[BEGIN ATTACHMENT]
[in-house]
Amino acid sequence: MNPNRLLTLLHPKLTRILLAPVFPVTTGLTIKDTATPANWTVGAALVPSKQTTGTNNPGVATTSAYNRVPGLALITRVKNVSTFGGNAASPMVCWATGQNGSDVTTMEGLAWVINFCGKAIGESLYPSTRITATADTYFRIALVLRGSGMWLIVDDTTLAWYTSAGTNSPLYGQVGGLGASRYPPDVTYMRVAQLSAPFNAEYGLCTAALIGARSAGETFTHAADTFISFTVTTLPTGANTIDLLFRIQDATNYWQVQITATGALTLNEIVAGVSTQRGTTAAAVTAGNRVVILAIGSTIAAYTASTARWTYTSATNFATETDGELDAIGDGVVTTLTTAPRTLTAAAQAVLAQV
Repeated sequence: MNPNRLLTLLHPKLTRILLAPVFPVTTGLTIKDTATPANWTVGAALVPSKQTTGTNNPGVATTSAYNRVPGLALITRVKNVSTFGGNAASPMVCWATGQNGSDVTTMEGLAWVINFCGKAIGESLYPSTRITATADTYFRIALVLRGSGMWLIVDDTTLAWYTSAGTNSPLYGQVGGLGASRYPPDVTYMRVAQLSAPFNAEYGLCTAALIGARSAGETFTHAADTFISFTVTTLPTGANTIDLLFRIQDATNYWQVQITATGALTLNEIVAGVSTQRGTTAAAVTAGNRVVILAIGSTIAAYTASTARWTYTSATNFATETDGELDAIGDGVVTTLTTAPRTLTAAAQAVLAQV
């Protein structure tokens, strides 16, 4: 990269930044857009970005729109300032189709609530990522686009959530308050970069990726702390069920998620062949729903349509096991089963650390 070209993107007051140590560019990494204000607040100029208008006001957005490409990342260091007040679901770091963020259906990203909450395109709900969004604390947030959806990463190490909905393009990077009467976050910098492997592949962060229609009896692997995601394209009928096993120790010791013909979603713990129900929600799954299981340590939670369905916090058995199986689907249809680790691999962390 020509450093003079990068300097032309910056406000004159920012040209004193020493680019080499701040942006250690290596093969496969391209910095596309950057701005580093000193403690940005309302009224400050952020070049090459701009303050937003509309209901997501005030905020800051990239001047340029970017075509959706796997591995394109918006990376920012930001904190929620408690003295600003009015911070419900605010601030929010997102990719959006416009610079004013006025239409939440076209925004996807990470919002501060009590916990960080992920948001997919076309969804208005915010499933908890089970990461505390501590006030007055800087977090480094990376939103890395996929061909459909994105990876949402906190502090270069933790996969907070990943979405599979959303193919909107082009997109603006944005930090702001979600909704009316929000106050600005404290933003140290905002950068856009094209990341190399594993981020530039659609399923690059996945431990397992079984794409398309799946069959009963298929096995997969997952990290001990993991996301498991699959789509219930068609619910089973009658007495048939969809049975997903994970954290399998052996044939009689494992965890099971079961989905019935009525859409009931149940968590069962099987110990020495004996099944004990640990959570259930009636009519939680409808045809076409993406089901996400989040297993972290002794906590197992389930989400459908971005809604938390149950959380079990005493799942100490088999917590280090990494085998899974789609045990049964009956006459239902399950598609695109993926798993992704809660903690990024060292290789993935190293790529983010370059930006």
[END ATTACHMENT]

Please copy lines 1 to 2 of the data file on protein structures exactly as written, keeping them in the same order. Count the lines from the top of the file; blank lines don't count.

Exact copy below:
[in-house]
Amino acid sequence: MNPNRLLTLLHPKLTRILLAPVFPVTTGLTIKDTATPANWTVGAALVPSKQTTGTNNPGVATTSAYNRVPGLALITRVKNVSTFGGNAASPMVCWATGQNGSDVTTMEGLAWVINFCGKAIGESLYPSTRITATADTYFRIALVLRGSGMWLIVDDTTLAWYTSAGTNSPLYGQVGGLGASRYPPDVTYMRVAQLSAPFNAEYGLCTAALIGARSAGETFTHAADTFISFTVTTLPTGANTIDLLFRIQDATNYWQVQITATGALTLNEIVAGVSTQRGTTAAAVTAGNRVVILAIGSTIAAYTASTARWTYTSATNFATETDGELDAIGDGVVTTLTTAPRTLTAAAQAVLAQV